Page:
BTW, all devs (browser MMOs) I know who had interest mechanic in their games removed it in the end. It simply will break the game no matter how small the interest is in the end. OR they put a cap like $1,000,000 per day from interest max no matter the sum on the account. Don't forget the Einstein's saying that "Compound interest is the most powerful force in the universe" :D Play with it extremelly carefully or it will blow up your game's balance :) #### Share this post ##### Link to post ##### Share on other sites daily capitalization This, exactly. Compound interest. Daily capitalization is crazy. Assuming you get 3.65% per year (0.01% per day), daily capitalization will turn this into 37%. That's why banks which do monthly capitalization are so much better than banks that give apparently higher interests with yearly capitalization. I would keep interests as low as possible, if there are any at all. Interest means the player gets money for doing nothing. Reward-for-nothing kills most games, though in a RTS it may be acceptable as long as it doesn't weight in noticeably. But I would rather have a very small constant income instead. Large enough so a player without units can buy 1-2 harvester units, and small enough so it won't be really useful to everybody else. Edited by samoth #### Share this post ##### Link to post ##### Share on other sites I also wonder why you want to incentivise not playing. The more interest people get the less people will use that money and the less people interact with your game. Also inflation is a problem in games and you want to hand out free money for doing nothing. Btw. you calculated the daily interest such that they get even more through compound interest. I would maybe even think about instead taking away daily spoilage to encourage continuous and fast playing. #### Share this post ##### Link to post ##### Share on other sites Banks will have fees (per month or day - depending on interest calculation), as well as transaction fees. The game has a very real RTS element, but the wait to do things will vary among users. I agree with interest caps. We can't have someone with a remarkably high bank account to buy anything just off the interest he receives. There is no actual reward system for logging in at a certain time (although interest IF you logged in within a day sounds good), other than protecting yourself against the very real danger of another player. I have no idea about bank capitalization or other forms besides standard interest.. So if someone wouldn't mind explaining just how to do so... I've written a backround story for the game here: http://www.gamedev.net/topic/647160-newsretention-background-story-need-feedback/ If that will help bring some clarity to what I'm doing. #### Share this post ##### Link to post ##### Share on other sites I agree with wintertime, instead of incentiviseing "waiting to win", why not build a multipliers for playing more often and playing longer. For example if a unit in the game requires 3 hours to build. I would make either a resource bonuses or build time reduction for returning to the game before that 3 hours. Or on the topic of the interest rates, instead of keeping a locked interest rate, make it variable interest. If a player, plays for an hour the interest rate maxes out (9.5%) and the more a player is inactive the more the interest rate drops (maybe half every hour of inactivity), that way your players will be encouraged to play more often earning a higher interest rate for playing more and playing more often. You could create interest rate boosters which the player could earn by completing challenges as well, that way players don't feel oppressed by having to log on every 45 mins just to keep their interest rate up. Try to challenge players at least once every time they log on. Creating build time reductions can be done "in fiction" as well, saying that your factories are "inspired by your presents". This also encourages focused play, separating hardcore players from casual players. I would only explore interest rates and other banking complications if you're going to build fun game play challenges around them. Banking isn't fun (at least I don't think it is). So if you're going to add banking elements make sure you have a reason to add it and not just to ensure you're player has resources, because their are always way more fun ways of gathering production resources then just waiting for them to accumulate (for example: salvaging ruins, recycling lesser units, completing exploration/gathering/combat/puzzle tasks, etc:) By the way I like the back story, its a fun fiction and it does draw me in. My only suggestion would be to create a personal layer of story. To connect the player to a handful of individuals. It's challenging, but it separates good RTS from great ones. #### Share this post ##### Link to post ##### Share on other sites Interesting read, Mratthew.. I'll definitely look into making the bank element much less of a hassle than it is. I don't like the idea of the game rewarding you because you get to play more than me... The reason you need to come back (primarily) is so that you can keep your account secure, trace-back any hacking attempt, or hack something for yourself. If I have life commitments, that shouldn't be a punishable offence (saying that because you have commitments, the game will not reward you in any way). Although, as you said, I do need to challenge a person when they DO play. A harmony needs to be found - might just take some trial and error... The user will be able to play as a protagonist (now), and as a company in future releases of the game. I have been finding ways of connecting users to their character, but so far have only found ways in a very base level.. Thanks again for your input, some very valid points you have there. #### Share this post ##### Link to post ##### Share on other sites There's also the difference between getting a lump sum of money and getting an income stream. IRL,$30K will get you about a day's pay every month in interest. About twenty of those will set the average American free from the need to work for a living.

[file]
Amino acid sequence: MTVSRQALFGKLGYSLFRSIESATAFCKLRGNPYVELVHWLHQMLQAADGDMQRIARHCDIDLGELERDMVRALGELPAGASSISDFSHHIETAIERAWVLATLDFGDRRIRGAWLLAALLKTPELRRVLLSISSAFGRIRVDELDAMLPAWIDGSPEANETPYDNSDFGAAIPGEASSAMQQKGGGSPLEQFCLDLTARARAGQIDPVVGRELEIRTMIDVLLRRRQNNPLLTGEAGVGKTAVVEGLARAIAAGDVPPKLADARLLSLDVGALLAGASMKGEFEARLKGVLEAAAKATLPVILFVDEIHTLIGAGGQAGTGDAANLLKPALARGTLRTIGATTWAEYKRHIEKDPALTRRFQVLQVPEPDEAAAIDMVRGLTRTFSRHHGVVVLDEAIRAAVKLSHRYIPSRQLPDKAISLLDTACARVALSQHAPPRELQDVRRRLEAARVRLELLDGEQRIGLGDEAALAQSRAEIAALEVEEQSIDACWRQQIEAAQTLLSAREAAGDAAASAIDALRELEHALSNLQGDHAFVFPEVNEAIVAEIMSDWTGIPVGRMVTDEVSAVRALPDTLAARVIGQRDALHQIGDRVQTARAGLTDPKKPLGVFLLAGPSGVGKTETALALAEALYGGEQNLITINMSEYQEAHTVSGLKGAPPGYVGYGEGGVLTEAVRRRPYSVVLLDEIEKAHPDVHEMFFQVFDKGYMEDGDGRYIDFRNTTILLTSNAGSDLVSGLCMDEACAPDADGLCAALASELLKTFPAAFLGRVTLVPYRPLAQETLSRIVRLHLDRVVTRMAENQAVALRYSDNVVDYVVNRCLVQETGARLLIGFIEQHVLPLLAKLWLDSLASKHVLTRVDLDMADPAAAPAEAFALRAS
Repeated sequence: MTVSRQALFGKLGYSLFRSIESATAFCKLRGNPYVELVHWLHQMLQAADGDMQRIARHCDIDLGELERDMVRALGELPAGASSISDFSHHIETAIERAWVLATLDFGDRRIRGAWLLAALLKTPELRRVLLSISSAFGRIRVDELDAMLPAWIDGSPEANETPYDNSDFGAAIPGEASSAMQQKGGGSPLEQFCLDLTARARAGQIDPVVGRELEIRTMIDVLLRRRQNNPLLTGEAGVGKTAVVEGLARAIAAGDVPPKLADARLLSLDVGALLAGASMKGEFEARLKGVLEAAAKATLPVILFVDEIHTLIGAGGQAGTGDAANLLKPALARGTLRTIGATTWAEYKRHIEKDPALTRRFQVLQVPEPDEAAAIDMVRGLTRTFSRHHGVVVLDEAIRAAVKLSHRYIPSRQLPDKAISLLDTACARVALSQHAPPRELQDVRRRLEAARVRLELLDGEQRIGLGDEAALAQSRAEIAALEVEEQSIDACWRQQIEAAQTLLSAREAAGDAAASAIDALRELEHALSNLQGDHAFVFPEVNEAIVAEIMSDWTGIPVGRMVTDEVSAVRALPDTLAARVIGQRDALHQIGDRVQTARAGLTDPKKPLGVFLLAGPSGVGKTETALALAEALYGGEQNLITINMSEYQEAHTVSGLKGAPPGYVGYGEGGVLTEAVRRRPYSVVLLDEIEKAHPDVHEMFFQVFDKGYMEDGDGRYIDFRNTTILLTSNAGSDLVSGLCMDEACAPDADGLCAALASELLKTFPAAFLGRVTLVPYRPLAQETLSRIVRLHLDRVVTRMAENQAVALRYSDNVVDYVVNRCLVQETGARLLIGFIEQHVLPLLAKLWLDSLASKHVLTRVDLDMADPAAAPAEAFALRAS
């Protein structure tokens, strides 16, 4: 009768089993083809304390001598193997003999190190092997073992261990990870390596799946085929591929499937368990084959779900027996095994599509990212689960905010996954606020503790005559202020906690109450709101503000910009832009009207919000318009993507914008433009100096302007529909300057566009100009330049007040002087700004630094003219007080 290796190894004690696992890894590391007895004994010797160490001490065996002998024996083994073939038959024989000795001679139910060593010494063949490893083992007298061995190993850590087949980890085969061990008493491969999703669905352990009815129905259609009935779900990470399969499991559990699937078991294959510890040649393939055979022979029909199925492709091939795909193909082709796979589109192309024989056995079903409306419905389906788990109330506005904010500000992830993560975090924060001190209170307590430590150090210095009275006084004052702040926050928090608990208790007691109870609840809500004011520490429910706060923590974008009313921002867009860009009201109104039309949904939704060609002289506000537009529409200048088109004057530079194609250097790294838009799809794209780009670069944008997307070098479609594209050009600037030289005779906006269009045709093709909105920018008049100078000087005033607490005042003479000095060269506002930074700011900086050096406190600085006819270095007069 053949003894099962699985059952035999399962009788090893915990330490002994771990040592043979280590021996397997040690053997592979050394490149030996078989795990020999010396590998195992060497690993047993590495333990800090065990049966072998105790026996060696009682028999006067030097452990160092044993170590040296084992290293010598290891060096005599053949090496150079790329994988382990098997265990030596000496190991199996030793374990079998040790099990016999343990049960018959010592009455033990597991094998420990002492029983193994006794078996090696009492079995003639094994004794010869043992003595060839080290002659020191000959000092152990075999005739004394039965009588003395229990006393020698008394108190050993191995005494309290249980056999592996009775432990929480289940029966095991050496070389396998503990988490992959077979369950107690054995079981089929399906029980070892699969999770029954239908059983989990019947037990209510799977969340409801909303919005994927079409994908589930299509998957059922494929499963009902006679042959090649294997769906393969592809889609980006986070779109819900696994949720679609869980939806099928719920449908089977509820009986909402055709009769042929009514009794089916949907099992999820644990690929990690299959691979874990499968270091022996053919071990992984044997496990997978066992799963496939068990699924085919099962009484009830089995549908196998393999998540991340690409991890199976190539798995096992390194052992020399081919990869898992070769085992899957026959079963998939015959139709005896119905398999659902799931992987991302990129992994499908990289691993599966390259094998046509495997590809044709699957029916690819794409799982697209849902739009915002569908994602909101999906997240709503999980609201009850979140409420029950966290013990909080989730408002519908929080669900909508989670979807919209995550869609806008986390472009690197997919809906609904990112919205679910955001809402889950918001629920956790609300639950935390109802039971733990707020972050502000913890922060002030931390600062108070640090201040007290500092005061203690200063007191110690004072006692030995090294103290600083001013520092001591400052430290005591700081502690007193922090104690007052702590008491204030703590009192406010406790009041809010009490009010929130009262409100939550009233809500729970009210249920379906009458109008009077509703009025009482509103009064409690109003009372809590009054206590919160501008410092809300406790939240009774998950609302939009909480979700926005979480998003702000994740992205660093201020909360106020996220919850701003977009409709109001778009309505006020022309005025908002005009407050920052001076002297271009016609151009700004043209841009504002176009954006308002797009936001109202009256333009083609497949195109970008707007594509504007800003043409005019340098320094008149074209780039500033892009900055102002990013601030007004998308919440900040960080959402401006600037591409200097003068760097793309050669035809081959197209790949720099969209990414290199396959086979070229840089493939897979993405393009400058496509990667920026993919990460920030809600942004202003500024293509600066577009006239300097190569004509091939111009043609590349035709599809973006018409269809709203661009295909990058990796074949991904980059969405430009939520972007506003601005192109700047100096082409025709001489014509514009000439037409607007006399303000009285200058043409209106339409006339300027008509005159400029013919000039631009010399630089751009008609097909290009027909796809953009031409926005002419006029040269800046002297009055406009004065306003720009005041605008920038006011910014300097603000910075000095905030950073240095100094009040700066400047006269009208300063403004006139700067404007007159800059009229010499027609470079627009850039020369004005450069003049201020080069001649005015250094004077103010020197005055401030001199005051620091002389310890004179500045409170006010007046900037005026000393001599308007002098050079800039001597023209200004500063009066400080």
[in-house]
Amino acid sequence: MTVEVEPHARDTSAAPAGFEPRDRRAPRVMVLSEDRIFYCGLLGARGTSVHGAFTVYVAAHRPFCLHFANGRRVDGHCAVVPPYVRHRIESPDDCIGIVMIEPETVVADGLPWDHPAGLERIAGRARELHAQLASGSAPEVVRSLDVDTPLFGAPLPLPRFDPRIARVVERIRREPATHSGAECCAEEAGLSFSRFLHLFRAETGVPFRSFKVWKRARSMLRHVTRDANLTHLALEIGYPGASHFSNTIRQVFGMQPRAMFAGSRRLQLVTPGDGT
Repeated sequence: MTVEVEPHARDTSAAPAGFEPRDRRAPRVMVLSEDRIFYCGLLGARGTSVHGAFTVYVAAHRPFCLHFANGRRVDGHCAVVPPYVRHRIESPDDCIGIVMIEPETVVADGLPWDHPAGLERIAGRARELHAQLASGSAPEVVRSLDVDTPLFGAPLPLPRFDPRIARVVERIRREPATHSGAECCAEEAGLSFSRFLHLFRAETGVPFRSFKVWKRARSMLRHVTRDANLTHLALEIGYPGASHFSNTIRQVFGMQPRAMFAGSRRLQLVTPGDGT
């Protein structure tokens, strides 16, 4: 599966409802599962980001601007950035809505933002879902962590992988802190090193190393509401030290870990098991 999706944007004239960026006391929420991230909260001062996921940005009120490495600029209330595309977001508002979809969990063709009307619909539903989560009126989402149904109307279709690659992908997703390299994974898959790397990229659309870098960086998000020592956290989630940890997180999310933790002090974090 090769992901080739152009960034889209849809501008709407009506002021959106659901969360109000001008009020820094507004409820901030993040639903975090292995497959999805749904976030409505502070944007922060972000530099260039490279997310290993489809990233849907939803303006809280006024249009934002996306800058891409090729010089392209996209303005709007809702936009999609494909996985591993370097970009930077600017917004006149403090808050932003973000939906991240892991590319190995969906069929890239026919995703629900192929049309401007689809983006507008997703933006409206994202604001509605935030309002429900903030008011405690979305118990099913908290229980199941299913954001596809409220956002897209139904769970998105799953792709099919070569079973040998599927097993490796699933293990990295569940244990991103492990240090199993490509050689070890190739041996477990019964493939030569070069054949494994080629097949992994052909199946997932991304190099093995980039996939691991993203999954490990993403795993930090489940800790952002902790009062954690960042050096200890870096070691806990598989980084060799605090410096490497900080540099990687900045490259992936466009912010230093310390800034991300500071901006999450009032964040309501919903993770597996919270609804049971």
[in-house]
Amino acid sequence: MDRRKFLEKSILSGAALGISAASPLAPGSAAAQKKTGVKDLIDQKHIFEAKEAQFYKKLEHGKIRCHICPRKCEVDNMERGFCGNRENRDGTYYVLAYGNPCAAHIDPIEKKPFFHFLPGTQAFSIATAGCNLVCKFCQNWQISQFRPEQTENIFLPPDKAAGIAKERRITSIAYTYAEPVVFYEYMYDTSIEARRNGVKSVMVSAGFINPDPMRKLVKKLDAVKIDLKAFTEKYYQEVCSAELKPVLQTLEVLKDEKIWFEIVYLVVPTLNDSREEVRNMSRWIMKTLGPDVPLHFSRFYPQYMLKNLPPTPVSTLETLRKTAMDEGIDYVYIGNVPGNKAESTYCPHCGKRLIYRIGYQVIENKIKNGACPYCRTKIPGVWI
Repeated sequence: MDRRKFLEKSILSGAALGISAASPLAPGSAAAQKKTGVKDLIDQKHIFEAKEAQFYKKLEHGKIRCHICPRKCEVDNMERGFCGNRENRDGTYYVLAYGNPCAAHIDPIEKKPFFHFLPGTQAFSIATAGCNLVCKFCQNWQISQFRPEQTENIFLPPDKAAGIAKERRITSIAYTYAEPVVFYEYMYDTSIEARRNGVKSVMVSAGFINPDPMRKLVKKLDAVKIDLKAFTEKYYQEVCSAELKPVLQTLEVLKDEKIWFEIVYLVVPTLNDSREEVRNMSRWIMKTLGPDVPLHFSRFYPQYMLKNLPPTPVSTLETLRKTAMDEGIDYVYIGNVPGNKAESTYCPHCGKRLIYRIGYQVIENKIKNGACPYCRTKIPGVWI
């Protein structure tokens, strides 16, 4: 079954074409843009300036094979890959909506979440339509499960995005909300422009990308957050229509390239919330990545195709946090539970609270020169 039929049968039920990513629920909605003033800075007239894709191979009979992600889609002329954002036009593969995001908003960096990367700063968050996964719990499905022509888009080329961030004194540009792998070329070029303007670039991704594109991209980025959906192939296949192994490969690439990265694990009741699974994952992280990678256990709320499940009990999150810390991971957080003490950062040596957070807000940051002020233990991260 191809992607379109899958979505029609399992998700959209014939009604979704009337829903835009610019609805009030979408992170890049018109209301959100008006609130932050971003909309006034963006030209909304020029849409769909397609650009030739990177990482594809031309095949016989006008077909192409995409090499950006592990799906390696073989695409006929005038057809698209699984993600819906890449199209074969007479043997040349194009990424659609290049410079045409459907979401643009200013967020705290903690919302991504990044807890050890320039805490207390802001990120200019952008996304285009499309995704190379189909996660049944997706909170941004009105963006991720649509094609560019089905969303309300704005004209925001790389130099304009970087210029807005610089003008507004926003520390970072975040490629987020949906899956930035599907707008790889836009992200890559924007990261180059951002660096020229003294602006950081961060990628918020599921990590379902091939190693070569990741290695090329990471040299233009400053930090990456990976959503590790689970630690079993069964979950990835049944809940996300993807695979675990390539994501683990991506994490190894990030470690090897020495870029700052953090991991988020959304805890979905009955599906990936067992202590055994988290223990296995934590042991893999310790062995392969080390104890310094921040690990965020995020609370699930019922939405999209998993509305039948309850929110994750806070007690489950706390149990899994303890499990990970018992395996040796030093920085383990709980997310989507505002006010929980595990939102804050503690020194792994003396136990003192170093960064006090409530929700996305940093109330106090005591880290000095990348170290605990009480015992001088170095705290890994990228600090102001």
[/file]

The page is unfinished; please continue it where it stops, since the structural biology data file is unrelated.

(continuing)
Edited by AngleWyrm